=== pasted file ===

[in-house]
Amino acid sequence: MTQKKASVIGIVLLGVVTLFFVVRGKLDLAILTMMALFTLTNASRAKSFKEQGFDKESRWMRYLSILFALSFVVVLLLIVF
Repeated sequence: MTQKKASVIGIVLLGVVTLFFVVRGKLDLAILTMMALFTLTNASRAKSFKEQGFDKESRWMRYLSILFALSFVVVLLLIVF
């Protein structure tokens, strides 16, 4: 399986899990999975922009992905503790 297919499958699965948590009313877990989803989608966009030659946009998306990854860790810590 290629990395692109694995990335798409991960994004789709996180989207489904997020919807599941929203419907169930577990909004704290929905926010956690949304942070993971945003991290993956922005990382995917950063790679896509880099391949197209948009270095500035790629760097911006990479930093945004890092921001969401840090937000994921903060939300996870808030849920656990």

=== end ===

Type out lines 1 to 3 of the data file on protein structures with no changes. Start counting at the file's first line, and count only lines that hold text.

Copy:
[in-house]
Amino acid sequence: MTQKKASVIGIVLLGVVTLFFVVRGKLDLAILTMMALFTLTNASRAKSFKEQGFDKESRWMRYLSILFALSFVVVLLLIVF
Repeated sequence: MTQKKASVIGIVLLGVVTLFFVVRGKLDLAILTMMALFTLTNASRAKSFKEQGFDKESRWMRYLSILFALSFVVVLLLIVF